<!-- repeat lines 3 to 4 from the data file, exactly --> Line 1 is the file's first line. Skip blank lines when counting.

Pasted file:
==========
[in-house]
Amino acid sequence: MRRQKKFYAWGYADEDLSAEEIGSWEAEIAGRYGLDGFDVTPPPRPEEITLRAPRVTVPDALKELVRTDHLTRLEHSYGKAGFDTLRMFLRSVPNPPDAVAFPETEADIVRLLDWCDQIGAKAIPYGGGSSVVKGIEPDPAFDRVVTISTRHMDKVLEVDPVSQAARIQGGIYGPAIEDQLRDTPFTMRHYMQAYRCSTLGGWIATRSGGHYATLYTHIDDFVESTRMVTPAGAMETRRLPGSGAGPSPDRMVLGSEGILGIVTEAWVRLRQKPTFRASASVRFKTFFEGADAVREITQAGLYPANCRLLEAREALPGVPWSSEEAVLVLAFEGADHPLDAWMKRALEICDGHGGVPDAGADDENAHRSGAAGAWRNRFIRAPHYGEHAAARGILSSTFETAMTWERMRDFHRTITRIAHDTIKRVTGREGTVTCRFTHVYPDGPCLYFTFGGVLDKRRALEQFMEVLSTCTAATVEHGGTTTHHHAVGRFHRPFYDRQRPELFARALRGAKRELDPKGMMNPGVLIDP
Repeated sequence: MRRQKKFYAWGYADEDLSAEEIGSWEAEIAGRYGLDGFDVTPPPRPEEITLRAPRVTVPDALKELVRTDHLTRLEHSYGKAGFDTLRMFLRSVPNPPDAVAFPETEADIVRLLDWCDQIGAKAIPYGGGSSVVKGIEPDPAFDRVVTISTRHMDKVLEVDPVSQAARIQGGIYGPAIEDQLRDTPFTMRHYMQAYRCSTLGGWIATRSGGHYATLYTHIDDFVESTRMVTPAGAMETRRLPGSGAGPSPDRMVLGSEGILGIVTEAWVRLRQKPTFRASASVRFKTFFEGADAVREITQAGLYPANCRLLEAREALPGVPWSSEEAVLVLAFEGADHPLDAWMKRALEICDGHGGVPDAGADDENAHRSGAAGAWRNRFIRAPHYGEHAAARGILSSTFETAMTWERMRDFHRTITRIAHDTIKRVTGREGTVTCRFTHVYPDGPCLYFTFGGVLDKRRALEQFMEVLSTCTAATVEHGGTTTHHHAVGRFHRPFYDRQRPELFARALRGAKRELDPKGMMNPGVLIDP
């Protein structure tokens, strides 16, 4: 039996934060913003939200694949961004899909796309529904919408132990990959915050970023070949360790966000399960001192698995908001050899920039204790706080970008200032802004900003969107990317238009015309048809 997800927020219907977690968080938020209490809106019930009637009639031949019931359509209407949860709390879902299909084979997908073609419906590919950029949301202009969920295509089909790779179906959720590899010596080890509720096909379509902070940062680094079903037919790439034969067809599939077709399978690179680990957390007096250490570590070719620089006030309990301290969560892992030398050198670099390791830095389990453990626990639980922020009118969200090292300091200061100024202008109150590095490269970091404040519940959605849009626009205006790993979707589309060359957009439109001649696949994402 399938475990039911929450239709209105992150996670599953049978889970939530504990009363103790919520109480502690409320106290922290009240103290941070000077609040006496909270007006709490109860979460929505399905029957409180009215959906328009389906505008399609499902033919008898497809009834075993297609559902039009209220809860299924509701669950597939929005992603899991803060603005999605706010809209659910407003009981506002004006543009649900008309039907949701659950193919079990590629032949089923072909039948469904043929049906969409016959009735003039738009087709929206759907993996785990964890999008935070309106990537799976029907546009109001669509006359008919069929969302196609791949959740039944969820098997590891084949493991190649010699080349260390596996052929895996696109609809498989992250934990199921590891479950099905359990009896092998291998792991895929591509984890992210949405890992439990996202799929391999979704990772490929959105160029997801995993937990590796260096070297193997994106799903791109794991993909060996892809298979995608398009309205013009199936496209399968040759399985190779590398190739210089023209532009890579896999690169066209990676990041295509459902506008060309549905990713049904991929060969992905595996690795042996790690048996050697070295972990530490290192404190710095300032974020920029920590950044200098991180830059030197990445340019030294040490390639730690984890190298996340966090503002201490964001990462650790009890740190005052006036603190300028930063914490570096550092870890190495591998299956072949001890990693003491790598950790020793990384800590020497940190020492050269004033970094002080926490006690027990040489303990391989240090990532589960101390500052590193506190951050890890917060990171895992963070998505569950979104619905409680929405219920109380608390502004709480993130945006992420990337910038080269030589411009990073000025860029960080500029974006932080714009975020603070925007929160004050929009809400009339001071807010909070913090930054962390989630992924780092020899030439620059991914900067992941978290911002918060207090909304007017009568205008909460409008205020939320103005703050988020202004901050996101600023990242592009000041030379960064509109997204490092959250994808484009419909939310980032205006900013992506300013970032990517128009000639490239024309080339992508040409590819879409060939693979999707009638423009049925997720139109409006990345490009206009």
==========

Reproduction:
Repeated sequence: MRRQKKFYAWGYADEDLSAEEIGSWEAEIAGRYGLDGFDVTPPPRPEEITLRAPRVTVPDALKELVRTDHLTRLEHSYGKAGFDTLRMFLRSVPNPPDAVAFPETEADIVRLLDWCDQIGAKAIPYGGGSSVVKGIEPDPAFDRVVTISTRHMDKVLEVDPVSQAARIQGGIYGPAIEDQLRDTPFTMRHYMQAYRCSTLGGWIATRSGGHYATLYTHIDDFVESTRMVTPAGAMETRRLPGSGAGPSPDRMVLGSEGILGIVTEAWVRLRQKPTFRASASVRFKTFFEGADAVREITQAGLYPANCRLLEAREALPGVPWSSEEAVLVLAFEGADHPLDAWMKRALEICDGHGGVPDAGADDENAHRSGAAGAWRNRFIRAPHYGEHAAARGILSSTFETAMTWERMRDFHRTITRIAHDTIKRVTGREGTVTCRFTHVYPDGPCLYFTFGGVLDKRRALEQFMEVLSTCTAATVEHGGTTTHHHAVGRFHRPFYDRQRPELFARALRGAKRELDPKGMMNPGVLIDP
């Protein structure tokens, strides 16, 4: 039996934060913003939200694949961004899909796309529904919408132990990959915050970023070949360790966000399960001192698995908001050899920039204790706080970008200032802004900003969107990317238009015309048809 997800927020219907977690968080938020209490809106019930009637009639031949019931359509209407949860709390879902299909084979997908073609419906590919950029949301202009969920295509089909790779179906959720590899010596080890509720096909379509902070940062680094079903037919790439034969067809599939077709399978690179680990957390007096250490570590070719620089006030309990301290969560892992030398050198670099390791830095389990453990626990639980922020009118969200090292300091200061100024202008109150590095490269970091404040519940959605849009626009205006790993979707589309060359957009439109001649696949994402 399938475990039911929450239709209105992150996670599953049978889970939530504990009363103790919520109480502690409320106290922290009240103290941070000077609040006496909270007006709490109860979460929505399905029957409180009215959906328009389906505008399609499902033919008898497809009834075993297609559902039009209220809860299924509701669950597939929005992603899991803060603005999605706010809209659910407003009981506002004006543009649900008309039907949701659950193919079990590629032949089923072909039948469904043929049906969409016959009735003039738009087709929206759907993996785990964890999008935070309106990537799976029907546009109001669509006359008919069929969302196609791949959740039944969820098997590891084949493991190649010699080349260390596996052929895996696109609809498989992250934990199921590891479950099905359990009896092998291998792991895929591509984890992210949405890992439990996202799929391999979704990772490929959105160029997801995993937990590796260096070297193997994106799903791109794991993909060996892809298979995608398009309205013009199936496209399968040759399985190779590398190739210089023209532009890579896999690169066209990676990041295509459902506008060309549905990713049904991929060969992905595996690795042996790690048996050697070295972990530490290192404190710095300032974020920029920590950044200098991180830059030197990445340019030294040490390639730690984890190298996340966090503002201490964001990462650790009890740190005052006036603190300028930063914490570096550092870890190495591998299956072949001890990693003491790598950790020793990384800590020497940190020492050269004033970094002080926490006690027990040489303990391989240090990532589960101390500052590193506190951050890890917060990171895992963070998505569950979104619905409680929405219920109380608390502004709480993130945006992420990337910038080269030589411009990073000025860029960080500029974006932080714009975020603070925007929160004050929009809400009339001071807010909070913090930054962390989630992924780092020899030439620059991914900067992941978290911002918060207090909304007017009568205008909460409008205020939320103005703050988020202004901050996101600023990242592009000041030379960064509109997204490092959250994808484009419909939310980032205006900013992506300013970032990517128009000639490239024309080339992508040409590819879409060939693979999707009638423009049925997720139109409006990345490009206009």